Retiring will give Momrik more time to watch the stacks of DVD movies that fill his house and to hit more garage sales. He has the movies sorted into a few different categories. 

There are sports’ movies, of which he owns 150 of them. They are jammed together in a special spot on a shelf. His favorite sports movie is Kevin Costner’s “Draft Day,” but he can recommend many others. 

There are stacks of keeper DVDs lining his living room wall and ones to still watch that fill a backroom.  He is constantly adding to his collection, but it’s not the only item he might bring home.

He has a collection of wine glasses and beer mugs. There are duck sculptures, baseball cards and even a vintage book on how to win at poker. 

When Momrik graduated from Posen, he attended the Specs Howard School of Broadcasting in 1976 in suburban Detroit and then came back north and worked at WHSB in Alpena and WHAK-AM, Rogers City for a combined five years.

After that, he went to work as a health physics technician in the nuclear field and traveled all over the country. 

“From there I moved to Las Vegas, busing tables, just to be able to stay there,” said Momrik. “As I was busing tables on one of my day’s off, a girl came up to me and asked me if I wanted to take a dealer qualification test.

Momrik took a 50-question quiz, but only completed 48 of them.

“I was ready to head out, but she told me I got all 48 right. The scores are usually in the 20s,” said Momrik. He decided to give it a try, went to dealer school, and broke in at the Gold Spike. He ended up at O’Sheas Casino on the strip for three years, before working a decade at the Flamingo Hilton.

Later he worked as a casino detective and then as a national scouting report part time, assisting athletes receiving scholarships in Las Vegas. Additionally, he worked in marketing, before coming back home when his parents became ill in 2006.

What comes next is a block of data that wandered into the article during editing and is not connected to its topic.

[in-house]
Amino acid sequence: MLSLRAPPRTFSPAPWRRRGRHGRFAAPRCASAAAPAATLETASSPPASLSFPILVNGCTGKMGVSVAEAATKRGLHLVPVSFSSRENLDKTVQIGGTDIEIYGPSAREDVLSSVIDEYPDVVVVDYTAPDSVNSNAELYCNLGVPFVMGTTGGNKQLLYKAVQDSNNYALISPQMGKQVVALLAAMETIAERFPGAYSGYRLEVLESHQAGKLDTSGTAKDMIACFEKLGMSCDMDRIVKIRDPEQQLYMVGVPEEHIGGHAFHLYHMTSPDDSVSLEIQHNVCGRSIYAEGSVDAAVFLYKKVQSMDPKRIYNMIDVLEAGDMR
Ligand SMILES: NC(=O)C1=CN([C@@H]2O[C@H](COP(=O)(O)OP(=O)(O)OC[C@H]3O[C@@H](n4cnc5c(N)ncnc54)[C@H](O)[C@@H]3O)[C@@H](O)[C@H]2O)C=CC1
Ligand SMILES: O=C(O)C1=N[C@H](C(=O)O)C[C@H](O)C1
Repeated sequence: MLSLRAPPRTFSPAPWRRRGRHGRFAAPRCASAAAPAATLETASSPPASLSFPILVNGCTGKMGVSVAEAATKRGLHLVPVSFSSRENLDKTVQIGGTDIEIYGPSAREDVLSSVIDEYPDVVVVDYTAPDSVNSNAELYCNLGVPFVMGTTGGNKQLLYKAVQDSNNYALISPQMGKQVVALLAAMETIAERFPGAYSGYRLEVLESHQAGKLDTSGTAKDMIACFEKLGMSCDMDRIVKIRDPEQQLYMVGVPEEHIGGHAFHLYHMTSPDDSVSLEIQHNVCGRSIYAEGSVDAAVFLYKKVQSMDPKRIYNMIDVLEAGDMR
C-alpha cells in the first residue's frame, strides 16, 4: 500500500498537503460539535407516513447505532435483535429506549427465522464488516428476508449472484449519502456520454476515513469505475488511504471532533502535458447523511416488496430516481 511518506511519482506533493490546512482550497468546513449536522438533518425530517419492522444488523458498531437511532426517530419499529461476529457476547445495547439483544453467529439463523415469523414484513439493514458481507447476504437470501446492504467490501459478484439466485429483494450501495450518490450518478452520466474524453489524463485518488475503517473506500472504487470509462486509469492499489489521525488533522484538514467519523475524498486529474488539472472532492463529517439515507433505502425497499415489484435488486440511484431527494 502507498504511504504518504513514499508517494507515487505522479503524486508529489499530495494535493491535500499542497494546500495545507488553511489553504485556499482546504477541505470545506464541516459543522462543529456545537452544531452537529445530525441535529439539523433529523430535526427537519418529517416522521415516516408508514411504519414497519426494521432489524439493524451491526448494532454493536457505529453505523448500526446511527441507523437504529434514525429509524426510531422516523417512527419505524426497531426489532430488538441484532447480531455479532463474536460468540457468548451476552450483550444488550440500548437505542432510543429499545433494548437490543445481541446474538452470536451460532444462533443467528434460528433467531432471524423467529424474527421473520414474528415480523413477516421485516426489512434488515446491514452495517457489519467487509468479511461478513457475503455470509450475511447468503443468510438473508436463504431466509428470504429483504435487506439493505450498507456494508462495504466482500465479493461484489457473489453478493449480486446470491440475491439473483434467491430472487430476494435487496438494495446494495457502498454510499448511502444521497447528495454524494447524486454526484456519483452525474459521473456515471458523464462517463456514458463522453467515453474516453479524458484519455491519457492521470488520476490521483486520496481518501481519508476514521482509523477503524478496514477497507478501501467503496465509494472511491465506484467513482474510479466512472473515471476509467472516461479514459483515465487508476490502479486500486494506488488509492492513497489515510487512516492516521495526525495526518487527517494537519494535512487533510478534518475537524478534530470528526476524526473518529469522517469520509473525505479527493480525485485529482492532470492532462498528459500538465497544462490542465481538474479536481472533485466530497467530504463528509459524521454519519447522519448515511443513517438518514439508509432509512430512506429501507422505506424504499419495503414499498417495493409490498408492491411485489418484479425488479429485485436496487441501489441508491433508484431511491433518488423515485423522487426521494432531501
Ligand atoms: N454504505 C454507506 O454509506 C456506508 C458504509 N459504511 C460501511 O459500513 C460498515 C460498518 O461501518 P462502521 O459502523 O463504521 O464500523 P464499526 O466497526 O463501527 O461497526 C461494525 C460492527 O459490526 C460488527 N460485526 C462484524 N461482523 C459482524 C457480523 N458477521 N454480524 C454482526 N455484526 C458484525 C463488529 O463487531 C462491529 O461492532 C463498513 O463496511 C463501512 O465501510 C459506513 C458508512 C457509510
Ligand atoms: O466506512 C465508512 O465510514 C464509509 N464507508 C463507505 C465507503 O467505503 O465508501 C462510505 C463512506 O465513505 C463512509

More impressive numbers

Those close to Momrik know he loves numbers, so as a test, he was asked to recite some off the top of his head.

We have a lifetime record in games 10 points or less, my record was 51-29, which is 64 percent,” said Momrik We were 8-3 against Oscoda, lifetime, that’s a school of 400 kids; 26-12 against Hillman; Mio, 19-5; against Rogers City, 26-9. Out of all of those area teams, I thought Alcona was tough against us. No, 13-6.”

There always was the difficult time when he brought up Hincka as an eighth-grader to join the varsity. 

“She was the first,” said Momrik, “And I faced a lot of heat. In retrospect, it was the right thing to do, and I stand by that decision.” 

More importantly, it paved the way for all the eighth-graders who have come up after her at the small public school, including the next one, Cami LaTulip, who came into the regional title game against Brimley to hit two free throws when Korynn Hincka was knocked out of the game with an injury. She also hit a field goal in the game and the Vikings went on to get a regional title that had been elusive for decades.

For Momrik, that

regional title game ranks right up there in the top three moments along with the regional semifinal loss of 2013 to St. Ignace. 

If it was not for St. Ignace moving from Class C to D that year, one can only dream of how far that team could have gone in the tournament.  

The second was the regional title win, 56-37, over Brimley.

The third game is the district championship won this last winter over Inland Lakes when Makayla Kamyszek scored 40 points. 

“I’d like to thank all of my players who have made this run possible for me. I especially want to thank my assistant Kevin Romel, who was right by my side these 15 seasons, and my sister Kathy for shooting videos,” said Momrik.